Federer took the top ranking from Roddick in early 2004 after he won his second grand slam at the Australian Open, but in midsummer at Wimbledon Roddick had a great chance to get on top of their burgeoning rivalry. He faced Federer in the Wimbledon final. A victory would avenge his semi-final loss from the year before and give him two grand slams, equal to Federer, and the number 1 ranking. The match was played under sodden gray skies, but the gloomy weather didn’t seem to faze Roddick. He came out playing brilliant tennis, serving masterfully and striking rocket forehands on the way to taking the first set. He had Federer back on his heels and was getting the better of many of the baseline exchanges. Federer managed to squeeze out the second, but Roddick was leading 4-2 in the third when the skies, threatening rain all day, finally opened. Roddick left the court with the initiative, and it’s worth pausing at this moment; perhaps the high water mark of his career, beating Roger Federer at Wimbledon, on the cusp of a career-defining victory. But it wasn’t to be. Federer used the rain delay to his advantage, diagnosing Roddick’s game plan. When play resumed he changed tactics by attacking the net and seized the momentum. He broke Roddick immediately and took the third set in a one-sided tiebreaker. Federer’s maintained his level and served out the match in four sets. Right up until this Wimbledon final there was little to choose between the players, Roddick had potent weapons and Federer had a formidably all-around game. But from this match on their career trajectories bifurcated sharply; Roddick would never again be in Federer’s league.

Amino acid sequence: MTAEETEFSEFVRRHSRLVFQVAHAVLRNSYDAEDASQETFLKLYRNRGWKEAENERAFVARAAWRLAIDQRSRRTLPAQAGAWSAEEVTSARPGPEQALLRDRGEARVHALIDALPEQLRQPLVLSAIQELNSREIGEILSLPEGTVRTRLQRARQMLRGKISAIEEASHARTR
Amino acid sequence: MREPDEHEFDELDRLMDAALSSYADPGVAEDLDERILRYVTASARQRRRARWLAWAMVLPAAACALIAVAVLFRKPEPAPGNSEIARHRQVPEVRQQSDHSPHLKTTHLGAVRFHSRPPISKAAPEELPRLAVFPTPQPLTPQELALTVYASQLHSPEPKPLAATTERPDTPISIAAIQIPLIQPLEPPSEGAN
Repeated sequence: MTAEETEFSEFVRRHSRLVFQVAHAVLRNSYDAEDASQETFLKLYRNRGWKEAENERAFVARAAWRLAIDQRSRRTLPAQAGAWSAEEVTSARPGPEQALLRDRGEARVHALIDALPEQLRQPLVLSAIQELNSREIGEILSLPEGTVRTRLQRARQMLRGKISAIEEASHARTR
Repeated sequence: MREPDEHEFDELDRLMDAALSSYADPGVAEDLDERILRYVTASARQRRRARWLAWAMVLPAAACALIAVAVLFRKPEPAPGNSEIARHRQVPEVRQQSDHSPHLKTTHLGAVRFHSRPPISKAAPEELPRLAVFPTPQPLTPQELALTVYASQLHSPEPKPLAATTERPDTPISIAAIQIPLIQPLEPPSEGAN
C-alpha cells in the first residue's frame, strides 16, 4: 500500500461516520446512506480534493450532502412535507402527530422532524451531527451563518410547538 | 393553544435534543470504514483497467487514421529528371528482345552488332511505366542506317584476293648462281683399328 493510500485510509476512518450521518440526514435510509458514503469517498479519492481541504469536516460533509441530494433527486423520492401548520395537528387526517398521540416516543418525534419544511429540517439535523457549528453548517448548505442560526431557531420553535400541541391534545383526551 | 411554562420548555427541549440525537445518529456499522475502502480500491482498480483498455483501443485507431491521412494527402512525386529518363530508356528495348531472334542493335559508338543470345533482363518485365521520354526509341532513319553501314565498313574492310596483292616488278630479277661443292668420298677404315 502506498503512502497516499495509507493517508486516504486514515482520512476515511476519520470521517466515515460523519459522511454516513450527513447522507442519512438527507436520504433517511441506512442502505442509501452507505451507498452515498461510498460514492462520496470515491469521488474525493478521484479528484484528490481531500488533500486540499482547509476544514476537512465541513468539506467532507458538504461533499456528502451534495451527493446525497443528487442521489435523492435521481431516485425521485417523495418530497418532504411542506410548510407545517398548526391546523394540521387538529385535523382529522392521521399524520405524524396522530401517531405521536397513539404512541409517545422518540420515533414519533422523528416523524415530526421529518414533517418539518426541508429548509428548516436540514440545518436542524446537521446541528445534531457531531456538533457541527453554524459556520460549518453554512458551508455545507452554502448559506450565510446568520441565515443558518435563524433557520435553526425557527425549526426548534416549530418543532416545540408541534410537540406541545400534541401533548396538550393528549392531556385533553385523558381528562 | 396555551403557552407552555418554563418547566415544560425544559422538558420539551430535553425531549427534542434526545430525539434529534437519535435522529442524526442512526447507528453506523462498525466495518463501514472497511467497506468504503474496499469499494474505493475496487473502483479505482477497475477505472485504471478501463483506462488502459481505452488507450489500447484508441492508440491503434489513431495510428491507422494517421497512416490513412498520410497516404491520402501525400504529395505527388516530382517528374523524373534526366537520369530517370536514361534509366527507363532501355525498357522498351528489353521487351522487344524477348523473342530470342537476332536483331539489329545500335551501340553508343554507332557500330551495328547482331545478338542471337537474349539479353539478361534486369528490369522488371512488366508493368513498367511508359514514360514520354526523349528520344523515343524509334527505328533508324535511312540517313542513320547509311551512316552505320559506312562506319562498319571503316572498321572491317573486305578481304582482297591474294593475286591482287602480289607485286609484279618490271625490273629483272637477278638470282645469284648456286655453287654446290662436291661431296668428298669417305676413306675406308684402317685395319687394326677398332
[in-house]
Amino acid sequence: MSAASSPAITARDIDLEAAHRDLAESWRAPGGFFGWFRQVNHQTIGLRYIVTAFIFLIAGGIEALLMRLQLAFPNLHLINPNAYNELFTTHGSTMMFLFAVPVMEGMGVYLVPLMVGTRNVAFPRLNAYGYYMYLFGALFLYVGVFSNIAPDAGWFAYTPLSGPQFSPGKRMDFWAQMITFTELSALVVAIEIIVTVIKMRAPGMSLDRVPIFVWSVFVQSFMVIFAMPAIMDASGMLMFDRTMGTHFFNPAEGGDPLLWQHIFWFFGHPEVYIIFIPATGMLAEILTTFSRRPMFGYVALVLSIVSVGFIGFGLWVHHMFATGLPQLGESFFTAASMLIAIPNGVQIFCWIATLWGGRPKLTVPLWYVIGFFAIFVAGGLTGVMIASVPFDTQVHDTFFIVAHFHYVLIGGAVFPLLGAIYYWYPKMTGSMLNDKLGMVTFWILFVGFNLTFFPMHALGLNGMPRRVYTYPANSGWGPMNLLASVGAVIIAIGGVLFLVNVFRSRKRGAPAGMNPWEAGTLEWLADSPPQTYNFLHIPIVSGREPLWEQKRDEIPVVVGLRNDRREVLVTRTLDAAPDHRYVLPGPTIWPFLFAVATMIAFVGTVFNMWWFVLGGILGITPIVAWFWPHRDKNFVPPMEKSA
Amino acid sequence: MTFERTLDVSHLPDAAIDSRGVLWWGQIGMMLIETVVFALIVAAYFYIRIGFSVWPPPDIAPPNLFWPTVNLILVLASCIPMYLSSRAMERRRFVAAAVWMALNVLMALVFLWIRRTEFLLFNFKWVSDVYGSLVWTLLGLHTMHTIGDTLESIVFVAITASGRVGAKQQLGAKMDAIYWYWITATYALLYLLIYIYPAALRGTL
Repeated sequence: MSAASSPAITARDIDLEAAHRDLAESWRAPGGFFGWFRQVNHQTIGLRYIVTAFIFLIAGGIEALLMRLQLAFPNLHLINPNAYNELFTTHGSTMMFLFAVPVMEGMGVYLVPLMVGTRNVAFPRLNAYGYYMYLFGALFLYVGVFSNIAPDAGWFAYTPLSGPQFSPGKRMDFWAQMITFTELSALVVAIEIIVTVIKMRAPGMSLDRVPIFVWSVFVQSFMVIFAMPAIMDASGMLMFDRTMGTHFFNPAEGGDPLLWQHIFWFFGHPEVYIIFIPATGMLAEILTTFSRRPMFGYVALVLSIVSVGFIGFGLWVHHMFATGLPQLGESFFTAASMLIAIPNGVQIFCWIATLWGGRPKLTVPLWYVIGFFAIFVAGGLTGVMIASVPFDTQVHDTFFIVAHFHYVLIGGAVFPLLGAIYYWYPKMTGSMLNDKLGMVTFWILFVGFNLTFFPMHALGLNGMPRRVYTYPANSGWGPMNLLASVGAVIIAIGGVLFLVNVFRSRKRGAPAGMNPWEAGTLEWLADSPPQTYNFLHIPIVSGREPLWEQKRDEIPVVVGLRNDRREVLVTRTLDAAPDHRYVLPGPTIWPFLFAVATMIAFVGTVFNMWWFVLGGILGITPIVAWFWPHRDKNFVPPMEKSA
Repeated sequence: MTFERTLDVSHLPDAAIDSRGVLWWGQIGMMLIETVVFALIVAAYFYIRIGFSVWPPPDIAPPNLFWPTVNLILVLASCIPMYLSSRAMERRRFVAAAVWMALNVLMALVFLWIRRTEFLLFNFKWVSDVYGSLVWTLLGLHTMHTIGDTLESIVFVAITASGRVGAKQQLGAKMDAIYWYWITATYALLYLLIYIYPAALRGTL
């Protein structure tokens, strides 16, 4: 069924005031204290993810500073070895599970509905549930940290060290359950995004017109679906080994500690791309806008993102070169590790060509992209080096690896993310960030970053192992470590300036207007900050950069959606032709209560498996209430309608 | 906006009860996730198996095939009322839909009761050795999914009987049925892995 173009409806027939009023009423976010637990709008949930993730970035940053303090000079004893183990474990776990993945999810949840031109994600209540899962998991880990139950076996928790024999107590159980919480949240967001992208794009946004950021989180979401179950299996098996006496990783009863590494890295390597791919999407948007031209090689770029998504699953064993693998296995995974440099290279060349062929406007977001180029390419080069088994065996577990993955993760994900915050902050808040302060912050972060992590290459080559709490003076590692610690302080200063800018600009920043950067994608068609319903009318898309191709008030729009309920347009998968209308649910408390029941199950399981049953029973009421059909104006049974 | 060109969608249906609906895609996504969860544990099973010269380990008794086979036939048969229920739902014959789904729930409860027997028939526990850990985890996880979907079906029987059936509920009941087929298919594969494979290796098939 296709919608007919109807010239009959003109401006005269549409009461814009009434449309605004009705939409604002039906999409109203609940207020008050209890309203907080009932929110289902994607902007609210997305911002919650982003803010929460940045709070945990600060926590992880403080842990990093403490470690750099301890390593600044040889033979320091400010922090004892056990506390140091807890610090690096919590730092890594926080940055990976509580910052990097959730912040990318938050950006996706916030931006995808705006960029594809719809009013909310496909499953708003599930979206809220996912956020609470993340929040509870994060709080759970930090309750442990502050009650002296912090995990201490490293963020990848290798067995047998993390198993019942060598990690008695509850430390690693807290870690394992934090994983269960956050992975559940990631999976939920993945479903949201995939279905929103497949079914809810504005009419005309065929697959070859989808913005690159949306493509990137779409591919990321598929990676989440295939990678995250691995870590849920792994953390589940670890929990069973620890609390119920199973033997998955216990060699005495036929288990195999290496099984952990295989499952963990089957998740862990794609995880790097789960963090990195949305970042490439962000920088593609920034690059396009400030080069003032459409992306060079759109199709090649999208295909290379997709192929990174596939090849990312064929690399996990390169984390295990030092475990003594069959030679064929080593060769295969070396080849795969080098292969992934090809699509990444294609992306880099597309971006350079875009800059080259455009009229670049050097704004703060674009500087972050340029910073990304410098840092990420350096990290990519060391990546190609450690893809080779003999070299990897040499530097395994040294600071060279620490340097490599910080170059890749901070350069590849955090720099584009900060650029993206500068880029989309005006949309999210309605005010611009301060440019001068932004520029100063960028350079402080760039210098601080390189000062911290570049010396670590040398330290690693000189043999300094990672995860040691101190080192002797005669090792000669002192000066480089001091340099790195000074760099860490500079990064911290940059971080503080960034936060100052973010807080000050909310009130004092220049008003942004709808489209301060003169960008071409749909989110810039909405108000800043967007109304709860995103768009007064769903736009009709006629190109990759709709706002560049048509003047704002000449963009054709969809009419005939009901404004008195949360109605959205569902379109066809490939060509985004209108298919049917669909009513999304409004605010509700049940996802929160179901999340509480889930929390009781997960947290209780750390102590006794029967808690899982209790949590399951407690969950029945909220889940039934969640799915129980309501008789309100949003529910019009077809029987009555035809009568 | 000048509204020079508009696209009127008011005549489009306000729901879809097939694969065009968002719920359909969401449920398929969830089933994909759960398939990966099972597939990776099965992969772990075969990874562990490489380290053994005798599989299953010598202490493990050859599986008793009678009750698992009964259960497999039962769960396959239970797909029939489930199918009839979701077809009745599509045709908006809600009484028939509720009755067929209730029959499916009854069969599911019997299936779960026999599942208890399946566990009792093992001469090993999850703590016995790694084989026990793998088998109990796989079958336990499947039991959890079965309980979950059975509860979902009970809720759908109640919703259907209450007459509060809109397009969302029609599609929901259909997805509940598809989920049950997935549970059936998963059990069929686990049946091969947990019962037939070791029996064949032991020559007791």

Federer went on to dominate in a historic fashion, winning more grand slam titles and holding the top ranking for longer than any other man. Roddick began a slow fade. He ended 2004 ranked number 2, but was passed by Nadal in 2005, and then by others in the ensuing years. He reached the 2005 Wimbledon and 2006 U.S. Open finals6, and was beaten by Federer in each. Roddick continued to win, but never seemed to come through in the big matches. His (relatively) plodding movement and underpowered backhand were weaknesses that more and more players learned to exploit. Even his vaunted serve and forehand seemed to lose a little of their sting as the years passed. His year-end ranking shows this steady (if relatively slow) decline:
  • 2003 – 1, 
  • 2004 – 2, 
  • 2005 – 3, 
  • 2006 – 6, 
  • 2007 – 6, 
  • 2008 – 8, 
  • 2009 – 7, 
  • 2010 – 8, 
  • 2011 – 14, 
  • 2012 (as of 9/4) – 22.